Formation of NO in the skin was measured by a noninvasive in vivo assay using the substrate DAF-2 (applied in the form of the membrane-permeable precursor 4,5-diaminofluorescein diacetate [DAF-2DA]; Millipore [cleaved by intracellular esterases to generate DAF-2, which then chemically reacts with NO to form the highly fluorescent compound DAF-2T) (25). DAF-2DA [1 µmole in an ethanol, propylene glycol, and water (2:1:1) vehicle (20)] was applied to shaved dorsal skin for absorption for 1 h prior to skin treatment with UVR and/or the topical reagent. Serial images of skin fluorescence (excitation at 488 nm, emission at 515 nm) were taken every 5 min over 20 min using the IVIS Spectrum Bioimager (PerkinElmer).
Area under the curve (AUC) was calculated for GTT and ITT using GraphPad Prism (version 5) using 0 as the baseline. Student t tests and ANOVA were used to compare treatments with Tukey post hoc analyses. Because of a significantly greater variance in weight gain among high-fat diet–fed mice, the effects of vitamin D intake and UVR treatment (and their interaction) on weight gain were analyzed separately from the low-fat diet–fed mice using SPSS (version 21.0.0). Results were considered to be statistically significant for P values <0.05.
Tracking the Effects of Long-term UVR Exposure and Dietary Fat on Serum 25(OH)D
To confirm our previous findings that UVR does not modify serum 25(OH)D levels in male mice (14), vitamin D–deficient male or female C57BL/6 mice were exposed to a single erythemal dose (4 or 8 kJ/m2) of UVR, and serum 25(OH)D levels were tracked over 17 days. Serum 25(OH)D levels were raised in a dose-related fashion by skin exposure to erythemal UVR in female but not male mice (Supplementary Fig. 1). To determine the relative roles of dietary vitamin D and/or UVR-induced vitamin D in the regulation of obesity and related cardiometabolic disease outcomes, we performed the following experiment using C57BL/6 mice (Fig. 1). Male mice were fed a vitamin D–supplemented or nonsupplemented (low-fat) diet from 4 to 8 weeks of age to establish vitamin D sufficiency or deficiency (Fig. 2A). From 8 weeks of age, mice were continued on the supplemented or nonsupplemented diets, but some were switched to a diet that was high in fat. Each of these four dietary treatments were further divided into three treatments, with the shaved skin of mice exposed to long-term irradiation with no UVR, suberythemal UVR (1 kJ/m2 twice a week) or erythemal UVR (4 kJ/m2 once a fortnight), as indicated in Fig. 1. Mice were treated from 8 to 20 weeks of age with these UVR and dietary interventions. A high-fat diet significantly increased serum 25(OH)D levels in mice fed diets not specifically supplemented with vitamin D (HF-D−, LF-D−) (Fig. 2B). Mice fed either diet that was further supplemented with vitamin D (HF-D+, LF-D+) had significantly higher serum 25(OH)D levels than those mice fed a diet that was not supplemented with vitamin D (Fig. 2B). There was no additive effect of a high-fat diet and vitamin D supplementation on serum 25(OH)D level (Fig. 2B). Although not observed in our preliminary (Supplementary Fig. 1) and past investigations (14), long-term suberythemal (Fig. 2C) or erythemal (Fig. 2D) UVR exposure significantly (but transiently) enhanced serum 25(OH)D levels, when administered to mice fed an LF-D+ (but not HF-D+, LF-D−, or HF-D−) (Supplementary Fig. 2). The effects were more pronounced for mice administered the long-term erythemal UVR, but returned to baseline levels after 6 weeks of UVR/dietary intervention (Fig. 2D and Supplementary Fig. 2B).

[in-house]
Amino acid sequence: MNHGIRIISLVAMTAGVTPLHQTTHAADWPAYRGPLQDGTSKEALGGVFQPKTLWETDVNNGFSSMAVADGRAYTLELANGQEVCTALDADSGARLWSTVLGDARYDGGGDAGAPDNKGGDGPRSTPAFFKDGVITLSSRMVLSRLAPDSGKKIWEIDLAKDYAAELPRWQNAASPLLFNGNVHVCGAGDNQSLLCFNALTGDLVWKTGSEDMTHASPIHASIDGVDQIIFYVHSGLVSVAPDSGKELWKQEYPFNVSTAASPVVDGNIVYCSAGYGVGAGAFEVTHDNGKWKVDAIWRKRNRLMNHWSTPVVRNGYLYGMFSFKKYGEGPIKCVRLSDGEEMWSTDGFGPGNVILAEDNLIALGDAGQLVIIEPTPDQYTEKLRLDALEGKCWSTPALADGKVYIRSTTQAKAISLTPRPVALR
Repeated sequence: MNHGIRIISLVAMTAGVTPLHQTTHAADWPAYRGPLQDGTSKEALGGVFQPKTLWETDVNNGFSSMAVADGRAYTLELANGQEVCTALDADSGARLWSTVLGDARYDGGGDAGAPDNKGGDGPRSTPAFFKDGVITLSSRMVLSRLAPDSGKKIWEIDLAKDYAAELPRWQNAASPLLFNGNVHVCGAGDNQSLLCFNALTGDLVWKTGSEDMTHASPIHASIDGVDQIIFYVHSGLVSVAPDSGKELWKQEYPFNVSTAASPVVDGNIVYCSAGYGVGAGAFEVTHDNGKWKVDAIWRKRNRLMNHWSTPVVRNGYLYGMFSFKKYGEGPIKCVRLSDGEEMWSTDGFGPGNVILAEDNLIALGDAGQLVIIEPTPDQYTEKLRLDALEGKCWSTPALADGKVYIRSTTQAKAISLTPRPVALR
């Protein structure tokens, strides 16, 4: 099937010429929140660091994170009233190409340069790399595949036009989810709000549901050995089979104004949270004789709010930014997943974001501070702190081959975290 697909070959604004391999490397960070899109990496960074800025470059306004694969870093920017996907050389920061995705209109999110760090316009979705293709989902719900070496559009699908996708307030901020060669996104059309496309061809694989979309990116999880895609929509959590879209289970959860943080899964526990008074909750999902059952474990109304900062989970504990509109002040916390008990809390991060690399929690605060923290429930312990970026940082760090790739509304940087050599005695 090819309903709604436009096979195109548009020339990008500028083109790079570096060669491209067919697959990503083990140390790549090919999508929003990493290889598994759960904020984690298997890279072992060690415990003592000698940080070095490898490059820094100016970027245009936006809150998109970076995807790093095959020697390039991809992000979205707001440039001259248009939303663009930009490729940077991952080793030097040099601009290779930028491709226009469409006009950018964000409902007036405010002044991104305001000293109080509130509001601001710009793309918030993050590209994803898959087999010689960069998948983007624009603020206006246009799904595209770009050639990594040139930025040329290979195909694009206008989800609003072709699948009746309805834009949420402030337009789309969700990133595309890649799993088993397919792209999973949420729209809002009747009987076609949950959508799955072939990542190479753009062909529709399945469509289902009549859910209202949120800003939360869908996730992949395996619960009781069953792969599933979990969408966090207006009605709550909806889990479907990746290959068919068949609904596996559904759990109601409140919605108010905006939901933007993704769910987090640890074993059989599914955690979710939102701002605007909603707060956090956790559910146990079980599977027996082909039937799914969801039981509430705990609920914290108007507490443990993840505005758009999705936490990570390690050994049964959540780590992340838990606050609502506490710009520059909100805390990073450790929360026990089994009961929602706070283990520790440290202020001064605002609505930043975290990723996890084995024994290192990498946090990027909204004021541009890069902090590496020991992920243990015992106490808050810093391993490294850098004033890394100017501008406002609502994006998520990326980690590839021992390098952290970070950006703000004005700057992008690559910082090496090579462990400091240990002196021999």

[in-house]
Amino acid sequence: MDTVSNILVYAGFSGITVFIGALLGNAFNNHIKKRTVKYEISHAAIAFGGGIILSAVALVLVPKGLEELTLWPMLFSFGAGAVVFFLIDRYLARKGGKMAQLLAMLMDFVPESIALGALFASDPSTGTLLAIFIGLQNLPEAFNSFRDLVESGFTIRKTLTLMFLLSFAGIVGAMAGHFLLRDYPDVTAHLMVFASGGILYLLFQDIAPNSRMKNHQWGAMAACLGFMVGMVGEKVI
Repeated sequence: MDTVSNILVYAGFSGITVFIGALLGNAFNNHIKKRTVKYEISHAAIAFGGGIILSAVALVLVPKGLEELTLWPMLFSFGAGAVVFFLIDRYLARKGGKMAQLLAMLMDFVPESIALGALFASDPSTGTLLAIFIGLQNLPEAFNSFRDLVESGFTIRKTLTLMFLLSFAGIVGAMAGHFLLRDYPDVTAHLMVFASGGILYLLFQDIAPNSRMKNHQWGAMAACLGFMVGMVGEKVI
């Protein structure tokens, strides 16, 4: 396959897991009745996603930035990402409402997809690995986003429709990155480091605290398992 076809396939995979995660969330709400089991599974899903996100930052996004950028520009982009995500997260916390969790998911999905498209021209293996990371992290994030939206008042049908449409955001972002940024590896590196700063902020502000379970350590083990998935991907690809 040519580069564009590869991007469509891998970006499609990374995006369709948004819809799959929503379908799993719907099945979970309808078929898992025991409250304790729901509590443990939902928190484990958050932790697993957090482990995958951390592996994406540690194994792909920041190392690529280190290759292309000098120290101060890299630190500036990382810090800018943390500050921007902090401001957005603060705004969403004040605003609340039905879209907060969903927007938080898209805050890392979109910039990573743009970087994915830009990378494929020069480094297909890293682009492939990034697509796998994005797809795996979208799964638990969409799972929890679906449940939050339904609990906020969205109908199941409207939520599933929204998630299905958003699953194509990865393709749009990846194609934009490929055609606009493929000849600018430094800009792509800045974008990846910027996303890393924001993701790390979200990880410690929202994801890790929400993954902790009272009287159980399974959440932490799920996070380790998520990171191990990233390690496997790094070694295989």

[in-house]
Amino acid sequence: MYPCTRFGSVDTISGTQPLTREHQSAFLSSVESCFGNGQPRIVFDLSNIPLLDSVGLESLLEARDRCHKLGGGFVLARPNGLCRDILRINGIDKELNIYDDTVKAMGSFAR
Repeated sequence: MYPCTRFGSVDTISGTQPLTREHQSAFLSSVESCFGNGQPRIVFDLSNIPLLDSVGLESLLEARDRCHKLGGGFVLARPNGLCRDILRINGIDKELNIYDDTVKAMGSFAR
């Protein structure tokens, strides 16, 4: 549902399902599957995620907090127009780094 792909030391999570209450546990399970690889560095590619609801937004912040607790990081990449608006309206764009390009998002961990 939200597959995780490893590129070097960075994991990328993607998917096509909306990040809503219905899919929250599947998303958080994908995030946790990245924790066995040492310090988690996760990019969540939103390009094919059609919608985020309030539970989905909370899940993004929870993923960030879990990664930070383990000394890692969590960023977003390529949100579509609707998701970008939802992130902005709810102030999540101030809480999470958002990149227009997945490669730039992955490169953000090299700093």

Long-term UVR Exposure Suppressed Weight Gain in Mice Fed a Vitamin D–Nonsupplemented Diet
There was no effect of vitamin D supplementation on weight gain (Fig. 3A and B). Both long-term suberythemal UVR (1 kJ/m2 twice a week) and erythemal UVR (4 kJ/m2 once a fortnight) treatment suppressed weight gain in mice fed the HF-D− (Fig. 3A) by ≥40%. Long-term erythemal UVR exposure also suppressed weight gain in mice fed the LF-D− (Fig. 3B). The effects of long-term skin exposure to UVR were less apparent for mice fed the vitamin D–supplemented diet, where UVR exposure suppressed weight gain in a transient fashion in mice fed the HF-D+ (Supplementary Fig. 3A). At the end of the UVR/dietary intervention period (12 weeks), gonadal fat-pad weights were not affected by dietary vitamin D supplementation but were significantly suppressed in mice irradiated with UVR and fed the HF-D− (Fig. 3D).
Long-term UVR Exposure Suppressed Glucose Intolerance and Insulin Resistance in Mice Fed a Vitamin D–Nonsupplemented Diet
After 10 and 11 weeks of UVR/dietary intervention, GTTs and ITTs were performed (Table 1). Mice fed the high-fat diets developed glucose intolerance (Supplementary Fig. 3B) and insulin resistance (Supplementary Fig. 3C), with no suppressive effect of vitamin D supplementation (Supplementary Fig. 3B and C; Table 1 for AUC). Both measures were suppressed in mice receiving long-term irradiation with UVR (either suberythemal or erythemal) and fed the HF-D− (Table 1). Glucose intolerance was significantly suppressed by long-term suberythemal UVR in mice fed the HF-D+ only (Table 1). In addition, fasting glucose and insulin levels were also reduced by UVR treatment in mice fed the HF-D−, with fasting leptin levels also suppressed in mice that received long-term irradiation with erythemal UVR (Table 1). There were no effects of long-term UVR (or dietary vitamin D) on fasting adiponectin levels (Table 1).